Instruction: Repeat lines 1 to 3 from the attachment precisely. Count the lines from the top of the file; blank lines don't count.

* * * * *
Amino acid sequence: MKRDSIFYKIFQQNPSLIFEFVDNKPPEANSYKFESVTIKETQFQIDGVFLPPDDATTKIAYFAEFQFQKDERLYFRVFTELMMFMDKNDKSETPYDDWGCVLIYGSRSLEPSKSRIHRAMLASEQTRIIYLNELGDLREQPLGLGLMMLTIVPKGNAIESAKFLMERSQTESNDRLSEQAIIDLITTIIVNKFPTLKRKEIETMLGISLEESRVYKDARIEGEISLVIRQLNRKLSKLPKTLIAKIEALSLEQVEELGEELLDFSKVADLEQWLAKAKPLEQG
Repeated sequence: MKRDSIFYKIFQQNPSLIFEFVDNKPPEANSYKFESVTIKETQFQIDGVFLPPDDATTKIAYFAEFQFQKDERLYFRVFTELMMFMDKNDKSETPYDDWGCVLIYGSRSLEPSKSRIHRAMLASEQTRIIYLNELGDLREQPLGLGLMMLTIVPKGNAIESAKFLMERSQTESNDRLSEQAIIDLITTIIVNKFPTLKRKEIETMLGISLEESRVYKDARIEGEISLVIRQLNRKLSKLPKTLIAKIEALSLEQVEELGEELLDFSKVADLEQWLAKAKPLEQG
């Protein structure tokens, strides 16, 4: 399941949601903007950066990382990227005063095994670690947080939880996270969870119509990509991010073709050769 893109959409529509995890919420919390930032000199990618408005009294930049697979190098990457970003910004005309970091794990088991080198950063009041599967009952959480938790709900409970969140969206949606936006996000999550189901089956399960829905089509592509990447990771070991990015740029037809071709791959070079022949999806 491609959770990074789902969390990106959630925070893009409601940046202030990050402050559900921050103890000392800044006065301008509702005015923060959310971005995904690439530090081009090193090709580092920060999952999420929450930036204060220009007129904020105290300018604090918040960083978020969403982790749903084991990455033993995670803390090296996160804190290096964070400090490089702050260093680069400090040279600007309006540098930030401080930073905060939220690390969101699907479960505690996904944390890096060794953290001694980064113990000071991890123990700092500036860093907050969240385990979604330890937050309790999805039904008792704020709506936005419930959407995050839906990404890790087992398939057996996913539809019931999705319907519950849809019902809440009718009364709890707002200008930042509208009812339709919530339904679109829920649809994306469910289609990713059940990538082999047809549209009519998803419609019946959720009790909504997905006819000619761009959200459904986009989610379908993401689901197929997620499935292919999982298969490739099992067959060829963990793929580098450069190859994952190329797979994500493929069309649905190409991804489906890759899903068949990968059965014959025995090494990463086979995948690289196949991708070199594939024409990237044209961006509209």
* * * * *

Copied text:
Amino acid sequence: MKRDSIFYKIFQQNPSLIFEFVDNKPPEANSYKFESVTIKETQFQIDGVFLPPDDATTKIAYFAEFQFQKDERLYFRVFTELMMFMDKNDKSETPYDDWGCVLIYGSRSLEPSKSRIHRAMLASEQTRIIYLNELGDLREQPLGLGLMMLTIVPKGNAIESAKFLMERSQTESNDRLSEQAIIDLITTIIVNKFPTLKRKEIETMLGISLEESRVYKDARIEGEISLVIRQLNRKLSKLPKTLIAKIEALSLEQVEELGEELLDFSKVADLEQWLAKAKPLEQG
Repeated sequence: MKRDSIFYKIFQQNPSLIFEFVDNKPPEANSYKFESVTIKETQFQIDGVFLPPDDATTKIAYFAEFQFQKDERLYFRVFTELMMFMDKNDKSETPYDDWGCVLIYGSRSLEPSKSRIHRAMLASEQTRIIYLNELGDLREQPLGLGLMMLTIVPKGNAIESAKFLMERSQTESNDRLSEQAIIDLITTIIVNKFPTLKRKEIETMLGISLEESRVYKDARIEGEISLVIRQLNRKLSKLPKTLIAKIEALSLEQVEELGEELLDFSKVADLEQWLAKAKPLEQG
């Protein structure tokens, strides 16, 4: 399941949601903007950066990382990227005063095994670690947080939880996270969870119509990509991010073709050769 893109959409529509995890919420919390930032000199990618408005009294930049697979190098990457970003910004005309970091794990088991080198950063009041599967009952959480938790709900409970969140969206949606936006996000999550189901089956399960829905089509592509990447990771070991990015740029037809071709791959070079022949999806 491609959770990074789902969390990106959630925070893009409601940046202030990050402050559900921050103890000392800044006065301008509702005015923060959310971005995904690439530090081009090193090709580092920060999952999420929450930036204060220009007129904020105290300018604090918040960083978020969403982790749903084991990455033993995670803390090296996160804190290096964070400090490089702050260093680069400090040279600007309006540098930030401080930073905060939220690390969101699907479960505690996904944390890096060794953290001694980064113990000071991890123990700092500036860093907050969240385990979604330890937050309790999805039904008792704020709506936005419930959407995050839906990404890790087992398939057996996913539809019931999705319907519950849809019902809440009718009364709890707002200008930042509208009812339709919530339904679109829920649809994306469910289609990713059940990538082999047809549209009519998803419609019946959720009790909504997905006819000619761009959200459904986009989610379908993401689901197929997620499935292919999982298969490739099992067959060829963990793929580098450069190859994952190329797979994500493929069309649905190409991804489906890759899903068949990968059965014959025995090494990463086979995948690289196949991708070199594939024409990237044209961006509209």